Sanofi abandons Maze Pompe deal after FTC lawsuit

red light

Signs that the Federal Trade Commission (FTC) in the US may be softening its stance on pharma deals seem to have been misread, as the regulator has now sued to block Sanofi’s planned takeover of a Maze Therapeutics drug – even though it is still in early clinical development.

The FTC said Sanofi’s $755 million deal to acquire Maze’s MZE001 for rare inherited disorder Pompe disease “would eliminate a nascent competitor” to Sanofi’s current Pompe drugs Nexviazyme and Myozyme/Lumizyme and could “stall innovation and deprive patients of lower drug prices.”

“Sanofi’s acquisition of Maze’s Pompe disease drug threatens to deprive patients of a new, innovative treatment and maintain a status quo of exorbitant pricing for essential life-saving medicines,” said Nate Soderstrom, acting deputy director of the FTC’s Bureau of Competition.

“The FTC is challenging Sanofi’s deal with Maze because it’s critical that patients and doctors have access to innovative, affordable treatment options.”

Sanofi agreed to pay $150 million upfront earlier this year for rights to glycogen synthase 1 (GYS1) inhibitor MZE001, which recently cleared a phase 1 trial, as well as backup compounds in the same class. It is vying to become the first oral therapy for the disease. Rather than go through a lengthy litigation process, Sanofi has opted to abandon the deal altogether.

There’s no doubt that Sanofi, via its Genzyme unit, is one of the leading providers of drug therapies for Pompe disease, a glycogen storage disorder caused by a deficiency in the enzyme acid alfa glucosidase (GAA) that results in progressive weakness in the heart and skeletal muscles. The company made around $1.3 billion in sales of Myozyme (alglucosidase alfa) and Nexviazyme (avalglucosidase alfa) – which are both enzyme replacement therapies (ERTs) – in 2022.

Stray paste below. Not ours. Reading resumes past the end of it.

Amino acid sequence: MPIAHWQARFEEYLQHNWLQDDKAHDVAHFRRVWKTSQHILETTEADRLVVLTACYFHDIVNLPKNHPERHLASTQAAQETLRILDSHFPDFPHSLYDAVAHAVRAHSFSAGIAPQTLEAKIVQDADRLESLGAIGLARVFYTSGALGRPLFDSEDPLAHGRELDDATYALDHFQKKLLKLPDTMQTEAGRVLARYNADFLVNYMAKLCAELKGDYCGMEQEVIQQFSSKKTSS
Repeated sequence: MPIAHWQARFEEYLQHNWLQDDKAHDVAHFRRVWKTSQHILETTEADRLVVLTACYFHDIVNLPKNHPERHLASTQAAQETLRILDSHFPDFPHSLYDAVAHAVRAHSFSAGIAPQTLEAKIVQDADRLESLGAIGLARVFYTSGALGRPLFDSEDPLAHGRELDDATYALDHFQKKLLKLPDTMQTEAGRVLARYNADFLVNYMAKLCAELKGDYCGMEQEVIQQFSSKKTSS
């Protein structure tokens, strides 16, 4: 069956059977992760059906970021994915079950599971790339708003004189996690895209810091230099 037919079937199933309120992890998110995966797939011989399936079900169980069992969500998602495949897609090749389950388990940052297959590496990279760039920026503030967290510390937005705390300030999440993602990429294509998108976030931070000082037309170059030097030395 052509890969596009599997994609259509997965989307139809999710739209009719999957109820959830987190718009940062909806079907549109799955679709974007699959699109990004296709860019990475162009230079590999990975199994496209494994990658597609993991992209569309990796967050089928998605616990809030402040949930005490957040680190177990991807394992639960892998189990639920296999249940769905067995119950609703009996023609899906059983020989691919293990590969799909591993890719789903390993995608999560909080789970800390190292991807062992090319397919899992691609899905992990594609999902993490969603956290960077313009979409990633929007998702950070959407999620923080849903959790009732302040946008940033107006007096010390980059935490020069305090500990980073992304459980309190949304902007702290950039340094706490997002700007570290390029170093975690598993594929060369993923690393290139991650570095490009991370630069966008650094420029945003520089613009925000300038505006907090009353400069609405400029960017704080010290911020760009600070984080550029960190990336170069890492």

According to the FTC complaint, which also cites Genzyme, that makes it a “monopoly supplier” of FDA-approved drugs to treat the disease and it is seeking a preliminary injunction to prevent the deal going through.

MZE001 works in a different way, inhibiting the formation of glycogen, which has to be broken down in the body by GAA to prevent toxic effects. Maze has said that can result in a more complete blockade of glycogen accumulation than ERT, which should translate to increased efficacy. It was due to start phase 2 testing in the coming months.

In a statement, Sanofi said it “respectfully disagrees” with the FTC action, claiming that it “delays potential advancements that could impact the lives of patients.”

There has been a lot of talk in the industry in the past year of an increasingly interventionist stance taken by the FTC on pharma M&A deals, thrust into the spotlight by its blockade of Amgen’s $28 billion takeover of Horizon Therapeutics earlier this year and an order to dismantle Illumina’s already-completed acquisition of cancer diagnostic company Grail.

The Amgen/Horizon deal was eventually allowed through after a settlement was reached in September that prevented the case from going to trial, with Amgen prohibited from bundling any of its medicines with either of Horizon’s two marketed products when reaching formulary access agreements with insurers and pharmacies.

The Illumina/Grail verdict is being challenged in the courts, while Pfizer’s recently announced $43 billion acquisition of Seagen still remains under scrutiny. The Sanofi/Maze action is notable because it is small and involves an early-stage project, suggesting the FTC may now be casting its net wider.